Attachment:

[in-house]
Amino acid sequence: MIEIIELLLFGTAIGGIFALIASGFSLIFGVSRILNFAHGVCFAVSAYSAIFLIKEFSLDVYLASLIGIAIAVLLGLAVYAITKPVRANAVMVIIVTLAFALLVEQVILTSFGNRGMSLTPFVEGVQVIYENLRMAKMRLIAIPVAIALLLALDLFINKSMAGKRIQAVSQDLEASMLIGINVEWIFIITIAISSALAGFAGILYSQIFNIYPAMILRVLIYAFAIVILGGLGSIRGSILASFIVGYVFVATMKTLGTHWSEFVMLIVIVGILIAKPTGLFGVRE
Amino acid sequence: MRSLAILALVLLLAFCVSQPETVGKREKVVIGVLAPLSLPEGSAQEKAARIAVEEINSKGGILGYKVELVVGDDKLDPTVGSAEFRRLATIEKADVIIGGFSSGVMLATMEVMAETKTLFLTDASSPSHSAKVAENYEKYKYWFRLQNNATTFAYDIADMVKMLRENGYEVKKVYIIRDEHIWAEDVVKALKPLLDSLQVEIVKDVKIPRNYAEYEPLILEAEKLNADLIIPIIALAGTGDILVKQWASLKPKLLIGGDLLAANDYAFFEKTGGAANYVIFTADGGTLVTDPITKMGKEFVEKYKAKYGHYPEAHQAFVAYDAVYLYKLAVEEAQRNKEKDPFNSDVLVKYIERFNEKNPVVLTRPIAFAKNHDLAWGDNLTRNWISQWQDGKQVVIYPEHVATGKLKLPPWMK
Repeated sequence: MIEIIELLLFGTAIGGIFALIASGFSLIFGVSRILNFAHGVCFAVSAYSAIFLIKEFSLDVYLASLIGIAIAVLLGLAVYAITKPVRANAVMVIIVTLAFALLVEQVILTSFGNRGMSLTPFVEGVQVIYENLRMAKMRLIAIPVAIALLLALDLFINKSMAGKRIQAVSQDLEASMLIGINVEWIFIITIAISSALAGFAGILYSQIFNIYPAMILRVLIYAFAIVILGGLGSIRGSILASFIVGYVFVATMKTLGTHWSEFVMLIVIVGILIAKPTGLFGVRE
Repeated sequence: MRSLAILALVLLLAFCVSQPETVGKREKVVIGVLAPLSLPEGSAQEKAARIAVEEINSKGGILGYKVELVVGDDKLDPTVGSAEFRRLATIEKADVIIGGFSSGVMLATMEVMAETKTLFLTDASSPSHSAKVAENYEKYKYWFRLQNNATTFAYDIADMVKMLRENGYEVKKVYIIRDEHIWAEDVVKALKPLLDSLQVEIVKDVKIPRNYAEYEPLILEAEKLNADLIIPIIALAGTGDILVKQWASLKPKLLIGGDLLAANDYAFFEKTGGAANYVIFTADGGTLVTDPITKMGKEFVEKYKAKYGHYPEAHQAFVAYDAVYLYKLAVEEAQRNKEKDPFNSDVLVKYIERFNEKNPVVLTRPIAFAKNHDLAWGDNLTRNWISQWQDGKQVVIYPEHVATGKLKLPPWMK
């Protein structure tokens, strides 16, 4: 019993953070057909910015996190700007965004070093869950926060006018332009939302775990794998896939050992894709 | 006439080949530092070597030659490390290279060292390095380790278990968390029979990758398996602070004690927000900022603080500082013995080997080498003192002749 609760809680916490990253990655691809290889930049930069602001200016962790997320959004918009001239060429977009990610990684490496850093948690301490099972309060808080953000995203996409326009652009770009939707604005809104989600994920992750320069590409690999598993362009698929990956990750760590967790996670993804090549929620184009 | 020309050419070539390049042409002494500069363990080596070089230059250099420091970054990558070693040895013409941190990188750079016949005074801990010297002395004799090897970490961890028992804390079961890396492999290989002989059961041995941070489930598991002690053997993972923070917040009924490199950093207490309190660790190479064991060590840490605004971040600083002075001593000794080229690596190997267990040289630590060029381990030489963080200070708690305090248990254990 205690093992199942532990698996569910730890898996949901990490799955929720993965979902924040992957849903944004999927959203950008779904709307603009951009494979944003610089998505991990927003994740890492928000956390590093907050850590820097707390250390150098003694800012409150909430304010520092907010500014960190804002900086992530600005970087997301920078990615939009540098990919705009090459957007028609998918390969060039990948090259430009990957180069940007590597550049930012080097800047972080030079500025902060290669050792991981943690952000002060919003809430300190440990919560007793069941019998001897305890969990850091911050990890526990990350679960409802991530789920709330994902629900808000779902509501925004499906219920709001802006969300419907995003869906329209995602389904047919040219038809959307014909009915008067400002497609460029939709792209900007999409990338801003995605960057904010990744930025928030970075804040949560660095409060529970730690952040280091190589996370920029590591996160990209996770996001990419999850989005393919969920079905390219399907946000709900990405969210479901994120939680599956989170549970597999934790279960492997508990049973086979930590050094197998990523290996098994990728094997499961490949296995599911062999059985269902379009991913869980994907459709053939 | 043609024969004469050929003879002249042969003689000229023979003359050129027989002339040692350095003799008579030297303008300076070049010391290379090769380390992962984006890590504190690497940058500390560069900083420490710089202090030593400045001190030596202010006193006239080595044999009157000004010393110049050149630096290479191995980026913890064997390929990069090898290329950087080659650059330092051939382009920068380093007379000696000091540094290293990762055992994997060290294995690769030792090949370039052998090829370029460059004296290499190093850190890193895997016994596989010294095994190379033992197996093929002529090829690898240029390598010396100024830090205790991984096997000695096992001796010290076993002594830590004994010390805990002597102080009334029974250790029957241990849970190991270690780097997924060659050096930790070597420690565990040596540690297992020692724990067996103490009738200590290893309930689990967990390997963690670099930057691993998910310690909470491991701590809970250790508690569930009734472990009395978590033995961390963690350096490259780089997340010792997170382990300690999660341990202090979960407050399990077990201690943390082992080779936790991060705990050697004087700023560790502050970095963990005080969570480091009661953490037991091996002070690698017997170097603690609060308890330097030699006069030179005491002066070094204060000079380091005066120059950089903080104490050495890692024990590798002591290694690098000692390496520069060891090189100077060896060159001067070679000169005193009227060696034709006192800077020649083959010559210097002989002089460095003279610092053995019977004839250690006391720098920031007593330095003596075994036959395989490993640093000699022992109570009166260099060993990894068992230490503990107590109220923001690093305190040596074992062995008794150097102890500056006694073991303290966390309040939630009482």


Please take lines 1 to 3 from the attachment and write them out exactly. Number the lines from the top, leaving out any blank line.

[in-house]
Amino acid sequence: MIEIIELLLFGTAIGGIFALIASGFSLIFGVSRILNFAHGVCFAVSAYSAIFLIKEFSLDVYLASLIGIAIAVLLGLAVYAITKPVRANAVMVIIVTLAFALLVEQVILTSFGNRGMSLTPFVEGVQVIYENLRMAKMRLIAIPVAIALLLALDLFINKSMAGKRIQAVSQDLEASMLIGINVEWIFIITIAISSALAGFAGILYSQIFNIYPAMILRVLIYAFAIVILGGLGSIRGSILASFIVGYVFVATMKTLGTHWSEFVMLIVIVGILIAKPTGLFGVRE
Amino acid sequence: MRSLAILALVLLLAFCVSQPETVGKREKVVIGVLAPLSLPEGSAQEKAARIAVEEINSKGGILGYKVELVVGDDKLDPTVGSAEFRRLATIEKADVIIGGFSSGVMLATMEVMAETKTLFLTDASSPSHSAKVAENYEKYKYWFRLQNNATTFAYDIADMVKMLRENGYEVKKVYIIRDEHIWAEDVVKALKPLLDSLQVEIVKDVKIPRNYAEYEPLILEAEKLNADLIIPIIALAGTGDILVKQWASLKPKLLIGGDLLAANDYAFFEKTGGAANYVIFTADGGTLVTDPITKMGKEFVEKYKAKYGHYPEAHQAFVAYDAVYLYKLAVEEAQRNKEKDPFNSDVLVKYIERFNEKNPVVLTRPIAFAKNHDLAWGDNLTRNWISQWQDGKQVVIYPEHVATGKLKLPPWMK